I’ll be posting later the presentation about Web 2.0 Joe Hice and I gave this morning at the CASE Conference for Senior Communication and Marketing Professionals currently taking place in Philadelphia. At the end of our talk, we shared a checklist of things marketing and PR professionals can do to get ready for Web 2.0: “10 steps to You 2.0”
You (or your boss) might want to go through this list to find out how you’re doing and what you should do to keep up with Web 2.0.
- Use a RSS reader: several are available free of charge, you can download some to your computer or use a Web-based one. Bloglines is the one I use, and if youâ€™re interested just email me at firstname.lastname@example.org and Iâ€™ll happy to start you up with a few good higher education rss feeds already loaded in your free bloglines account.
- Set Technorati watches or Google news alerts: with so many sources of information, it has become very difficult to keep track of what the blogosphere writes about your institution or your president. But, fortunately, tools are available to monitor blogs on specific keywords. With Technorati and Google, you can set up some watches that will alert you via RSS or email whenever somebodyâ€™s posts includes your keywords.
- Read/Listen and comment on blogs/podcasts: we have entered the age of the Read/Write Web. You have also the right to comment, talk back and give your opinion, so make sure you do and start to read blogs, listen to podcasts and watch videoblogs.
- Create your Facebook account if you donâ€™t have one yet: Again, our students are there, so you should at least know what itâ€™s all about â€“ and maybe you would end up using it as a venue for your advertising dollars.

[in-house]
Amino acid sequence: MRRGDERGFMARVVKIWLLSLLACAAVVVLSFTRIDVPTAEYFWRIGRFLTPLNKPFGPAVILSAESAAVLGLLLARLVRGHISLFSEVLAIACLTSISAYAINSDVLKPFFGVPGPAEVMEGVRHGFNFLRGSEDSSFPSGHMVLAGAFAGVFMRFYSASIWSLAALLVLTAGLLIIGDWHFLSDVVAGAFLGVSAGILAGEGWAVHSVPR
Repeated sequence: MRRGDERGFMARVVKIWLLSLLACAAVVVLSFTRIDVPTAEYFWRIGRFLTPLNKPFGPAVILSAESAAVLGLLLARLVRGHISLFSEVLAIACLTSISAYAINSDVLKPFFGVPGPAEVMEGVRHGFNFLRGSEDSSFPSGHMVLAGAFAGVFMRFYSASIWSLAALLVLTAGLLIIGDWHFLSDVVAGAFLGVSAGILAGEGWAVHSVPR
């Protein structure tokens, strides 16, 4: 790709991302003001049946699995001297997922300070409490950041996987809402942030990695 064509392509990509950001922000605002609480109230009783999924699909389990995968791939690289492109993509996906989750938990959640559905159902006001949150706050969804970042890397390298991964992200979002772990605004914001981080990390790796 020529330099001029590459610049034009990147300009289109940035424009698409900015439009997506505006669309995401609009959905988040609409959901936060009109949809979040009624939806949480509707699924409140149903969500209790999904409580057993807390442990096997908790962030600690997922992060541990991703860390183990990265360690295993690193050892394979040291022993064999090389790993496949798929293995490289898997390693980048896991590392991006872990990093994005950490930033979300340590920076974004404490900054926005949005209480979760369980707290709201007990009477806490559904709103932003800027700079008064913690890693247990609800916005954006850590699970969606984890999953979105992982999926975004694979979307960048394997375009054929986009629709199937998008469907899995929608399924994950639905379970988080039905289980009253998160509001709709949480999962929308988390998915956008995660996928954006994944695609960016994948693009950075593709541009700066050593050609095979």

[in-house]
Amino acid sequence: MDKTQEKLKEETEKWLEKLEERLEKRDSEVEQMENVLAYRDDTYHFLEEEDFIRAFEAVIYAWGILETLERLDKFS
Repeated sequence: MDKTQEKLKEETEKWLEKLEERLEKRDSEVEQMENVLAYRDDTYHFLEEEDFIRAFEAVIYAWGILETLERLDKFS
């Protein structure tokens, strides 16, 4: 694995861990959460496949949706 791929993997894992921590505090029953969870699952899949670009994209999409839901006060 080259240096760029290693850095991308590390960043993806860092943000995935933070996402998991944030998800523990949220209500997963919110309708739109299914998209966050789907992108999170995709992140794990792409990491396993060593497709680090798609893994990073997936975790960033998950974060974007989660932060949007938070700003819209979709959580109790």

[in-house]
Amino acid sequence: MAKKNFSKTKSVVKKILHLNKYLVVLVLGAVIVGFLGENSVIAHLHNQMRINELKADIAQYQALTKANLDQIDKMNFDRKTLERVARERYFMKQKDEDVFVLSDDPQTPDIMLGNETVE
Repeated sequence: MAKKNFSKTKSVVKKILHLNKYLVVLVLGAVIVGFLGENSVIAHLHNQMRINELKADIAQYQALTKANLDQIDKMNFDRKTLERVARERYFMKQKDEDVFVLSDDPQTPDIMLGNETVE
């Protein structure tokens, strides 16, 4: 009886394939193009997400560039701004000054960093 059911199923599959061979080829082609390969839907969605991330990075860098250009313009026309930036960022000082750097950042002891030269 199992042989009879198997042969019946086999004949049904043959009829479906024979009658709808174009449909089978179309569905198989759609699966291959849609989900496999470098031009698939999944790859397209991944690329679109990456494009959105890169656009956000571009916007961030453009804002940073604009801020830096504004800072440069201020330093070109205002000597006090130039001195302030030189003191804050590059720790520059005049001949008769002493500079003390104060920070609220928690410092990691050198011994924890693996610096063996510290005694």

- Get your press releases on a blogging platform (I use WordPress) â€“ they will be automatically optimized for search engines, they will have an RSS feed that journalists or members of your target audiences can subscribe to. And, depending on the platform youâ€™ll use, you will also be able to provide a quick button for people to bookmark them in Delicious â€“ which is a good way to help bloggers and journalists do their job when they are researching stories.
- Create and update your institution Wikipedia article â€“ I went through this in another post. Definitely something to do ASAP.
- Set up a myspace account with your institution name â€“ Actually, Iâ€™m not advising you to jump into myspace â€“ as it might not fit your institution culture, but by reserving the account, youâ€™ll make sure you can use it in the future if you want, and if you donâ€™t that nobody else will.
- Set up a delicious account for your team â€“ Itâ€™s a great way to share links and even online news clips. If you create an account and everybody on your team uses it, it will be a breeze to share individual findings.
- Set up a YouTube account with your institution name, for the same reasons as you would with myspace: to use it or to make sure nobody else does. But, in the case of YouTube, make sure you search the site from time to time to see whatâ€™s uploaded there about your institution, and if you feel like it just go ahead and upload your own institutional videos
- Last, subscribe this blog, collegewebeditor.com. You can do that via RSS or even via email if you want â€“ although my email newsletter isnâ€™t sent as often as the RSS feed is updated. Iâ€™ve been covering web, marketing and PR in higher education since February 2005, so itâ€™s a good way to keep updated on the latest trends. If you do something interesting at your institution, email me, Iâ€™m always on the look out for stories for my blog or my column at University Business. And, if you need help to get your institution ready for the paradigm shift in communication that is Web 2.0, you should know that I also provide consulting services. Just email me at email@example.com, and we’ll see what I can do to help you and your institution.